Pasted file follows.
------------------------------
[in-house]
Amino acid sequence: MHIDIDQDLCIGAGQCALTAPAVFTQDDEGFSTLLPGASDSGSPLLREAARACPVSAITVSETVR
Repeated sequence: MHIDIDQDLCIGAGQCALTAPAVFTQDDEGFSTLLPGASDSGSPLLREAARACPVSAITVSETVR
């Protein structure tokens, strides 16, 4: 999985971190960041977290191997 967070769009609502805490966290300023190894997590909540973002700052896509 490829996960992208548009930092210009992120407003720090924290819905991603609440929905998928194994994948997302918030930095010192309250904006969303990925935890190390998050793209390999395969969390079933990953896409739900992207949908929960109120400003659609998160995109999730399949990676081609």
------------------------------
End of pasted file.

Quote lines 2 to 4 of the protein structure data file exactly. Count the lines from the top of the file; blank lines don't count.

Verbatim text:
Amino acid sequence: MHIDIDQDLCIGAGQCALTAPAVFTQDDEGFSTLLPGASDSGSPLLREAARACPVSAITVSETVR
Repeated sequence: MHIDIDQDLCIGAGQCALTAPAVFTQDDEGFSTLLPGASDSGSPLLREAARACPVSAITVSETVR
């Protein structure tokens, strides 16, 4: 999985971190960041977290191997 967070769009609502805490966290300023190894997590909540973002700052896509 490829996960992208548009930092210009992120407003720090924290819905991603609440929905998928194994994948997302918030930095010192309250904006969303990925935890190390998050793209390999395969969390079933990953896409739900992207949908929960109120400003659609998160995109999730399949990676081609």